By Sandy K. Johnson
Marijuana legalization. Abortion restrictions. Tax increases. Minimum wage. Affirmative action. Bond measures. Policing reforms.
These issues and more are on Nov. 3 election ballots at the state and local level, with the potential to impact millions of people.
A trio of experts offered advice for reporters on how to explain often-confusing ballot measure language to voters and how to follow the big campaign donations behind the issues.
There are primarily two types of ballot measures – citizen-originated initiatives as well as referendums that are “referred” to voters by state legislatures. Sixty percent of ballot measures are referendums, said Ryan Byrne, team lead for ballot measures at Ballotpedia.
John Matsusaka, executive director of the Initiative and Referendum Institute and a University of Southern California professor, said it is important for journalists to offer guidance to voters because ballot measures aren’t usually party-affiliated, Democrat or Republican. “There are no partisan cues,” he said, so journalists can help cut through the archaic and legalistic language to educate voters.
Byrne said some states offer voter guides, though they vary in quality. He suggested reporters approach ballot measures with these questions in mind:
- How will a ballot measure change X or Y.
- Who’s involved in supporting or opposing the measure.
- How are words in the measure defined, i.e. a term like “small business” could have many definitions.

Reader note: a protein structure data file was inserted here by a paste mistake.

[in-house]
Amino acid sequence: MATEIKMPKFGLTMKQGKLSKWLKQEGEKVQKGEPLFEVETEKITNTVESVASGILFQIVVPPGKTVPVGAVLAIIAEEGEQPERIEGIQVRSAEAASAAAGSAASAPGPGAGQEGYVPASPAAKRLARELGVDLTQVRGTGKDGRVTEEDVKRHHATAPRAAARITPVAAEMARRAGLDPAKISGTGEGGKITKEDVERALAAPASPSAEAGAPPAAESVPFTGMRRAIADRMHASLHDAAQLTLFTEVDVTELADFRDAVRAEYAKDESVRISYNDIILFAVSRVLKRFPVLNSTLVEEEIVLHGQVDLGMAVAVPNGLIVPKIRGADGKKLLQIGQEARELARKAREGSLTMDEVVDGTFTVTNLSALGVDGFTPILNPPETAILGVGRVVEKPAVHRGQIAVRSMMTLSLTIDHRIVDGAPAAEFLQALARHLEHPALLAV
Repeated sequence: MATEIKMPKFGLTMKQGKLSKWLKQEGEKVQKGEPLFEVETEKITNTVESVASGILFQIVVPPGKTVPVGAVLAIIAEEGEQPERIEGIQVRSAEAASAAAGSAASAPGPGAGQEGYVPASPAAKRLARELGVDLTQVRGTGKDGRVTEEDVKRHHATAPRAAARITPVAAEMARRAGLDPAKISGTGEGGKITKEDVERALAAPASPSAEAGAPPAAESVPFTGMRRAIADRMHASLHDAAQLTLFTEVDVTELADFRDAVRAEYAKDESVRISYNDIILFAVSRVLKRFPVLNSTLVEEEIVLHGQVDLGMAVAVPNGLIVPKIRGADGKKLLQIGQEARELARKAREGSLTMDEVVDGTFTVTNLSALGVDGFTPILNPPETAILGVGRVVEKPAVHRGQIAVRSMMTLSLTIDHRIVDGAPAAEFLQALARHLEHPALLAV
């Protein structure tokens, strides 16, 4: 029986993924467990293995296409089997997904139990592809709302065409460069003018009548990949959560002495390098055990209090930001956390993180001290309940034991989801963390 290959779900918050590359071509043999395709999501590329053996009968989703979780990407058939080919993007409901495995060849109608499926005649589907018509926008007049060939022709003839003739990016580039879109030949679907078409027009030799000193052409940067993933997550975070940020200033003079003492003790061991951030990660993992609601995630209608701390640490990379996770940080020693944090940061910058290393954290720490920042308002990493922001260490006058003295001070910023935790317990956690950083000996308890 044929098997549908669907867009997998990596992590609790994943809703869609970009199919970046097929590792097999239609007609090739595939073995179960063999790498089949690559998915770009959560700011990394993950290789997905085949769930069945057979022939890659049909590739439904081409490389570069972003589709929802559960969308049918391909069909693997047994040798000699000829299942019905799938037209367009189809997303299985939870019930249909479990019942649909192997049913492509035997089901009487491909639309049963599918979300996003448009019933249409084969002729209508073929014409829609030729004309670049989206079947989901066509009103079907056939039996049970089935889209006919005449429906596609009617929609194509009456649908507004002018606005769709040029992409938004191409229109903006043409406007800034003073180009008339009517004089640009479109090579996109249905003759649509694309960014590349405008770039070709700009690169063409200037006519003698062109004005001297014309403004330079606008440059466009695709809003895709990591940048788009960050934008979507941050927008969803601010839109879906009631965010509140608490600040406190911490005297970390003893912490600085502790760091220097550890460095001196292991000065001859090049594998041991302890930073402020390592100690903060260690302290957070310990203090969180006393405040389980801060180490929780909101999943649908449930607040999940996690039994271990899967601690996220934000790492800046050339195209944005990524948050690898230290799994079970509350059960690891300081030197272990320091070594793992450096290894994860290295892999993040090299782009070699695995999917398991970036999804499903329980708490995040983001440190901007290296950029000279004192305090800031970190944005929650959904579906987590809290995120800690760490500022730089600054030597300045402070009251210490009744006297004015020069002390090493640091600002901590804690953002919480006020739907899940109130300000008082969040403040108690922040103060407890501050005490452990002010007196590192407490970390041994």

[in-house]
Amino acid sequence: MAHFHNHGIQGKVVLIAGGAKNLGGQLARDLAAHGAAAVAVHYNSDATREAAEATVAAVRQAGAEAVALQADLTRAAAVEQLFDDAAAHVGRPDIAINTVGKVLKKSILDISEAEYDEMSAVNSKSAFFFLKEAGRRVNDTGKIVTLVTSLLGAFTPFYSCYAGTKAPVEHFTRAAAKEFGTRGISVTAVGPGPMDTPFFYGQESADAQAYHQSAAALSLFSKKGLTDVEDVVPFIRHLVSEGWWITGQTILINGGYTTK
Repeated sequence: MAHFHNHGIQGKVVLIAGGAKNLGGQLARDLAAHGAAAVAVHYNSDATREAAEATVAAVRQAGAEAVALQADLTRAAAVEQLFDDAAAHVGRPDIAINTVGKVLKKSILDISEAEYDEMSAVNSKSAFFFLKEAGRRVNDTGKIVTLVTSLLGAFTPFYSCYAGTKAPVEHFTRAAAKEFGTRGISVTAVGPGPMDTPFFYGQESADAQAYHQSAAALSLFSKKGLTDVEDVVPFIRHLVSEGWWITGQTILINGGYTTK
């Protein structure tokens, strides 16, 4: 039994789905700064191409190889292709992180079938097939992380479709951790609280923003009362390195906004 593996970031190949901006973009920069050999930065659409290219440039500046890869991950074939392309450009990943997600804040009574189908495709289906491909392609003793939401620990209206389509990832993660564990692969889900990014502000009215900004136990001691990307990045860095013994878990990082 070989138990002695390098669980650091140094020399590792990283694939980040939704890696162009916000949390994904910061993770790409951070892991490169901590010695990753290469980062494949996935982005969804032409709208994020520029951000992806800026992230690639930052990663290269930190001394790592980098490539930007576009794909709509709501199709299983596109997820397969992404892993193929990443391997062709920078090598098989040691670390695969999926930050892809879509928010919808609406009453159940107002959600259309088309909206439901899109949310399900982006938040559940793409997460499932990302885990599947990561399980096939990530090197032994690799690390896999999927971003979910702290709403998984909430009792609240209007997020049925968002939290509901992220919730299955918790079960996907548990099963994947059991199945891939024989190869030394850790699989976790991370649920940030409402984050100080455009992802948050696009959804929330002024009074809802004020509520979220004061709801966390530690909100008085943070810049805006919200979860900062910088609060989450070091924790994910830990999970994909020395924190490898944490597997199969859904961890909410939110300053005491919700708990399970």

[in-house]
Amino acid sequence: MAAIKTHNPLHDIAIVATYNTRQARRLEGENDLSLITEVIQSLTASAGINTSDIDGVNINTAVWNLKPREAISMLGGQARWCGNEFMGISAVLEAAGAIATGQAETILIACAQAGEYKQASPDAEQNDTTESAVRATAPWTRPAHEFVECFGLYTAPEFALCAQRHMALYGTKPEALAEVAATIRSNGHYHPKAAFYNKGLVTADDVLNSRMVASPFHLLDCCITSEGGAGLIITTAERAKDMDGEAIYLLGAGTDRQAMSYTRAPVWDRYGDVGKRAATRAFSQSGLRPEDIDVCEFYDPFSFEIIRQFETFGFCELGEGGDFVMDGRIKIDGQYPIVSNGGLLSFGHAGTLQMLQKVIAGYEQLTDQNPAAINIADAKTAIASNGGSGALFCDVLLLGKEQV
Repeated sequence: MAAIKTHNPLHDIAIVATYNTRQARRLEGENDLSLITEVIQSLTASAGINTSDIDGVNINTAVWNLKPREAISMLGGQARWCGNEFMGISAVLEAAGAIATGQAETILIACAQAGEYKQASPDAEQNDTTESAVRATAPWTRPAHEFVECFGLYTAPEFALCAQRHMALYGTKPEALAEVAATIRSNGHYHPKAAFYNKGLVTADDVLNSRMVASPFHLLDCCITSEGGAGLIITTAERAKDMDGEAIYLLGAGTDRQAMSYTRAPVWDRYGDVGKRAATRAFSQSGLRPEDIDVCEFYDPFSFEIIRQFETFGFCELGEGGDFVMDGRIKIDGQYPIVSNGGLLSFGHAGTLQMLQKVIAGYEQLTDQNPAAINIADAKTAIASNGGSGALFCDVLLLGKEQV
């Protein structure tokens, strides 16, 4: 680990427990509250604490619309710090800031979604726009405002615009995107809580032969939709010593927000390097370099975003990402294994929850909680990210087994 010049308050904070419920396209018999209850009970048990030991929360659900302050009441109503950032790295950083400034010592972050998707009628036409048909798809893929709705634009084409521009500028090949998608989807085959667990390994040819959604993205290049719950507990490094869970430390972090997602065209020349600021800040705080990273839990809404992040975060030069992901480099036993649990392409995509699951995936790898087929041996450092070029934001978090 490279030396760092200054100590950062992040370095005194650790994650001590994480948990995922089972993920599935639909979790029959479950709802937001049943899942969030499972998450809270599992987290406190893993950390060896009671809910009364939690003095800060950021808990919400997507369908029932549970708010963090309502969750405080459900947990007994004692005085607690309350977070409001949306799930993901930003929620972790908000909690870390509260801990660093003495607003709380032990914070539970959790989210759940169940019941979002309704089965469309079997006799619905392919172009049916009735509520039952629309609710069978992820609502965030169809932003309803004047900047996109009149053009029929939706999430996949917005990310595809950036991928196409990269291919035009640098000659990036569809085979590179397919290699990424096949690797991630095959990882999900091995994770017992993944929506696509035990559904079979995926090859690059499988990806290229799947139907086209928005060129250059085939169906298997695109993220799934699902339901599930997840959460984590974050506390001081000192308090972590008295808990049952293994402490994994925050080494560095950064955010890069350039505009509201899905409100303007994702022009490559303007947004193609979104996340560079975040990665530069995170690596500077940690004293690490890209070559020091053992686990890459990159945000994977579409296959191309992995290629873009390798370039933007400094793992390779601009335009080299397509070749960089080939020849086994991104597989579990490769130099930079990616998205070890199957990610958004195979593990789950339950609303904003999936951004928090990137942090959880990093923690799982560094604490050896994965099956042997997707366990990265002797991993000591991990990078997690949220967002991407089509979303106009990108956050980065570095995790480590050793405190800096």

- Consider bias in the wording.
There’s big money behind ballot measures, and Pete Quist, research director at the National Institute on Money in Politics walked through how to use the data tools at followthemoney.org. Quist said money tends to flow into most ballot measure campaigns late in the election cycle, making it challenging to report in real time.
By way of example, Matsusaka said $3.4 billion was spent on ballot measures over the last 20 years in just California (arguably the “king” of lengthy election ballots). In contrast, $1.4 billion was spent by candidates running for the state assembly and senate during that timeframe.
Billionaires like George Soros or Sheldon Adelson or Tom Steyer often underwrite pet causes through initiatives, although special interests and nonprofits also have reason to pour millions of dollars for or against a ballot measure.
Matsusaka said journalists could provide a public service by publishing about all the ballot measures in a state or locale – not just the sexy issues that tend to draw most attention.